Funding the (on the surface) unfundable.
If an alien anthropologist - an impartial expert on humans and our culture - were asked to organize the perfect conditions for a human society to ignore and avoid preparing for a great systemic risk, he or she or it likely couldn’t construct a more perfect scenario than our current one. If you’re reading this, you are human, and therefore likely possess a suite of near universal behavioral tendencies. Among them:
- We have an impressive ability to process information and to discover things, which is what brought us to the amazing state of organization and wealth we experience today;
- We’re at the same time perfectly wired to ignore and avoid information that is threatening or makes us uncomfortable.
- We overly care about the present and emotionally discount the future to such an extent that it exists only as an abstraction in our minds. Similarly, we extrapolate what we have experienced recently; that is, we expect what we see today to pretty much continue indefinitely:
- We respond to facts and data only if they fit with our beliefs, emotions and what prominent people in our ‘tribe’ are saying;
- We prefer simple stories (and solutions). Complex narratives, however accurate, are difficult, and cause us to use our analytical, neo-cortical brain regions, instead of emotional, motivational centers necessary for behavioral response.
- We are chock-full of cognitive biases: loss aversion, denial, authority bias, groupthink, cognitive dissonance, confirmation bias, and hundreds of others. These biases normally keep us sane, happy, and focused, but at the same time they allow us to rationalize our current behaviors and thus put off preparation and change;
- To top this all off, once we DO grasp the relationship between growth, energy, and money and realize a likely trend of contraction for advanced economies in coming decades, we paradoxically (and quite quickly) switch from a ‘there’s no problem’ attitude to an ‘it’s too late to do anything’ position. This shift - again - obviates the need for personal, community and global change.
In summary, the long-time horizon, lack of immediate physical and social cues that confirm what is likely coming, the complexity of the interrelated risks, and either ignorance or reticence among our leaders make the coming end of economic growth and its resultant challenges, almost the perfect storm for our human brains to appropriately respond to without great mental effort and discipline.
And culturally, we face a similar storm. We assume the institutions (and assumptions) that worked in the past, are naturally the ones that will work in the future. But all institutions – governments, corporations, even NGOs and Foundations are using the same playbook – an outdated playbook for the situation our culture finds itself in. As a result, for a species that looks to its leaders for leadership, our institutions are firmly in “respond to events” mode, not “anticipation and preparation using intelligent foresight” mode.
What does all this mean? It means the majority of bright, pro-social people in our culture are working on ‘solutions’ that have little overlap with the likely shape of our economy in coming decades. Many of our friends (for good reasons, at least historically) just assume business as usual will continue and ignore increasing data to the contrary. Many others we know are focused on ‘what should happen’ as opposed to what will. We are thus left with almost perfect psychological barriers that prevent us from preparing for a very real storm on the horizon.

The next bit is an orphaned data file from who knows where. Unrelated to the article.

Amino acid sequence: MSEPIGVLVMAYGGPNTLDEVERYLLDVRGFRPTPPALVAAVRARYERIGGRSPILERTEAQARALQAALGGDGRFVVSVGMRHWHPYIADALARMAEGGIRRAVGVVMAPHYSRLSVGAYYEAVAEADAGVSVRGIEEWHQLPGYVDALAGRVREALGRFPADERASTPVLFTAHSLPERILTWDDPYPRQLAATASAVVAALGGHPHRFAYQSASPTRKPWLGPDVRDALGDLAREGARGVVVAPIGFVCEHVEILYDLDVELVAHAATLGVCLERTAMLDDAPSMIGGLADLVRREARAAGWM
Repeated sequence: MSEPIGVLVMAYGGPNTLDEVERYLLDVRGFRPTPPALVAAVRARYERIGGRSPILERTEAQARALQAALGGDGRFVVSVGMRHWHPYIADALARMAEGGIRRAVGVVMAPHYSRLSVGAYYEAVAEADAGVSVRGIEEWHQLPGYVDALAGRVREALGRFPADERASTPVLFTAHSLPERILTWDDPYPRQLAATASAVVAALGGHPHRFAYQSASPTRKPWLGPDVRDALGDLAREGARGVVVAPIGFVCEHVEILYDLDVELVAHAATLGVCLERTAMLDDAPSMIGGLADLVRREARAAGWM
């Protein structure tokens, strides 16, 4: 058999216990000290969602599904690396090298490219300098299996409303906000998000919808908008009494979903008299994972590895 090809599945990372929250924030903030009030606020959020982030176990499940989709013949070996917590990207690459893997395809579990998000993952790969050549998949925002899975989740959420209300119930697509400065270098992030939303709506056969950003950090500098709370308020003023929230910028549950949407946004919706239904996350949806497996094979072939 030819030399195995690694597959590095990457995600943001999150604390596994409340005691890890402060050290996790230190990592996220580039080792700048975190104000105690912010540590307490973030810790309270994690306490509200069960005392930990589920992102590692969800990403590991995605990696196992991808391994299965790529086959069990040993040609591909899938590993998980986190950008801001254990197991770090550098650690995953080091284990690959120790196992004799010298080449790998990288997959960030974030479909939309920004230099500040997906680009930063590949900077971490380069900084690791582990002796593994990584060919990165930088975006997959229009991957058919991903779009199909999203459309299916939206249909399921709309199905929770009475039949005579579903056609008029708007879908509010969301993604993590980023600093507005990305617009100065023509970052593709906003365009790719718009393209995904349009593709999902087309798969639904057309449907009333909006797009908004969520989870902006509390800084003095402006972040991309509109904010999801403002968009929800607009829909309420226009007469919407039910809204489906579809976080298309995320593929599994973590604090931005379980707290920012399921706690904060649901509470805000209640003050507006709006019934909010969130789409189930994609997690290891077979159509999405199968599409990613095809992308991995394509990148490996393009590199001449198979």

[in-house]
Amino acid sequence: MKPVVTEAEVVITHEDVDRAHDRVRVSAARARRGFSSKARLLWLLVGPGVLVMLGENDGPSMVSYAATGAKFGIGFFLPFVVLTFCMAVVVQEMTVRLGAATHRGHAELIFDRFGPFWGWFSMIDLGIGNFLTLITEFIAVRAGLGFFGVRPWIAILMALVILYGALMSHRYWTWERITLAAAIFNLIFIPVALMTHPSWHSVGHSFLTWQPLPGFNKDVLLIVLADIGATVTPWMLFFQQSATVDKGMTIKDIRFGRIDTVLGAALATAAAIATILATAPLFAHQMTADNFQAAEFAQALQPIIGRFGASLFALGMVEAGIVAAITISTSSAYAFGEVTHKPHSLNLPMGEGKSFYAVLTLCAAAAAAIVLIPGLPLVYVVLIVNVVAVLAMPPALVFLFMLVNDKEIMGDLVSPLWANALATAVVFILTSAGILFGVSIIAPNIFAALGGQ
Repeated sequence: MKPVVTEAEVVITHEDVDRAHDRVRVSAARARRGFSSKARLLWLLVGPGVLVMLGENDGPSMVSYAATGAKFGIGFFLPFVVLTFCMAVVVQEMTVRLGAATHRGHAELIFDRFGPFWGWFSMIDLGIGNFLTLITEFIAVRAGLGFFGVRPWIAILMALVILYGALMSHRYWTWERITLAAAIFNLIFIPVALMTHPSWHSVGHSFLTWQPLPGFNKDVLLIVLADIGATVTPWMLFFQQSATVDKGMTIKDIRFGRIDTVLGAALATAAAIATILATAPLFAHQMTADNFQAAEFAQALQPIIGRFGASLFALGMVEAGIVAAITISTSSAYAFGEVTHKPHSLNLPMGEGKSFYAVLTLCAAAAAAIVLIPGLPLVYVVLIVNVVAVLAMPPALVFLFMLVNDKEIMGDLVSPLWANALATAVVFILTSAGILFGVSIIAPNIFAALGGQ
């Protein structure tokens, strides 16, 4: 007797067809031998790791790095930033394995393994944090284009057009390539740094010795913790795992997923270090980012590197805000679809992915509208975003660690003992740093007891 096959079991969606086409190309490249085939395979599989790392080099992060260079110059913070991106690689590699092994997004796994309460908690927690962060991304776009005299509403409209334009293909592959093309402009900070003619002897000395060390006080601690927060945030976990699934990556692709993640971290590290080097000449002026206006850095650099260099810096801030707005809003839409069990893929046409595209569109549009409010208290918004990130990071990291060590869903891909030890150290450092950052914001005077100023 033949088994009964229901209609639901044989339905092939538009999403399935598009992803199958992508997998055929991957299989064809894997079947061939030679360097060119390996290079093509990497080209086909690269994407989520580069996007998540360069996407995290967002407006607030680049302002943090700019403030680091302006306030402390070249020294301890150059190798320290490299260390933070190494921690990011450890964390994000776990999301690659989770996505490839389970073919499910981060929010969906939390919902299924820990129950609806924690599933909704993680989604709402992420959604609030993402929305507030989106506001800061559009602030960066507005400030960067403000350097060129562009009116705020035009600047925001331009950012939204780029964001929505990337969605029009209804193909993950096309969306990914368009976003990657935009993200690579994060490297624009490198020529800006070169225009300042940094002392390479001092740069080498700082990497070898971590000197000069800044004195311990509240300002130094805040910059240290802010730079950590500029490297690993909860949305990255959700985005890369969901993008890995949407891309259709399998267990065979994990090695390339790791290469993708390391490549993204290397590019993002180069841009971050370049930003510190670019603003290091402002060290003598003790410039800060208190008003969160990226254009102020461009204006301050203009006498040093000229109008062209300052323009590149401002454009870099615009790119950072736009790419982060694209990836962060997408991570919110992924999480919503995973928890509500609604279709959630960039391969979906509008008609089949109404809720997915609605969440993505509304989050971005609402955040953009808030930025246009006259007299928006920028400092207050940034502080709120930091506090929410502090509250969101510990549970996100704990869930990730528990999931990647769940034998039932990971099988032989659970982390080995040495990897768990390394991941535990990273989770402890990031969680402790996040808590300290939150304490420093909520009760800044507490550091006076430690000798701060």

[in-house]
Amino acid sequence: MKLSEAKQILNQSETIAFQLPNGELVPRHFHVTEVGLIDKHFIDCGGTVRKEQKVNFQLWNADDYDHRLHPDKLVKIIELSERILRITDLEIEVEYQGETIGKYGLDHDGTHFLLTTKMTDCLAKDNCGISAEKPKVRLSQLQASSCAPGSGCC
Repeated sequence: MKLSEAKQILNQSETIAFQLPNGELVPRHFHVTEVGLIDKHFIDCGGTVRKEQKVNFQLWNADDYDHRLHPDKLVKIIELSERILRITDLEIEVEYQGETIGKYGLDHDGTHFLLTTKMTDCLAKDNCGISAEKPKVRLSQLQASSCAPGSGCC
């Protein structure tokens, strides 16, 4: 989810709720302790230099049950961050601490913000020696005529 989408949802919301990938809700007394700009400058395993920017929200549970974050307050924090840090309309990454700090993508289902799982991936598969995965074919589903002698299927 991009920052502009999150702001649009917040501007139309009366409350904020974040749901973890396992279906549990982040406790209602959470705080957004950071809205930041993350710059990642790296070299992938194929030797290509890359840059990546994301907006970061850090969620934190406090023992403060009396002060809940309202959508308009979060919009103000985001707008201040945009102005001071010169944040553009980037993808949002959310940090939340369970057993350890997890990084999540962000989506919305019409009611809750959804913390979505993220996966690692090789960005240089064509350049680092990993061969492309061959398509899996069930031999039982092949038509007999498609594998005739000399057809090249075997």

At its core, what we face is really a simple story. We’ve designed a social system around physical growth and no longer have the conditions for growth. So far, each time we’ve encountered limits, we responded with rule changes, for example low-interest money, additional welfare guarantees, or increasing debt ceilings. But on the not-too-distant horizon, we have a - now unavoidable - date where the financial system will be recalibrating with the physical system that underpins it. This is on few people’s radars, but fewer still have a cohesive plan. Yes, imagining these events accompanying a Great Simplification is unpleasant - especially if one is expecting 3% annual growth to continue indefinitely. But such a contraction patently does not mean we face disaster – even if our economies shrink by 1/3 in overall size, our children would still be the 2nd richest in material terms in all history – and, if creatively envisioned and engineered, could actually be the richest in terms of life experience and fulfillment. But due to the individual and cultural biases listed above, we are far away from these goals at the moment..
At IIER we don’t have all the answers, but we’ve thought about and worked on the questions for over a decade. We do not work on avoiding what is coming it because it is now unavoidable. We do not seek to explain every detail of how energy, money, and human response shape the various trajectories and timing – (because we integrate so many aspects of our situation, we’re likely to get some details wrong, but are very likely correct about the larger picture, which is: developed countries are radically unprepared for contracting economies). What we do seek is your help, in working on all scales of this problem – in your communities, with your local and regional institutions and across previous institutional walls. This is an ‘all-hands-on-deck’ situation for our culture. If such preparations and efforts are not in your power to implement, then please volunteer time or money to support others working in this space (there aren’t many). Please take a look at our project list that could get you started on some tangible response to use intelligent foresight ahead of this ‘perfect storm’.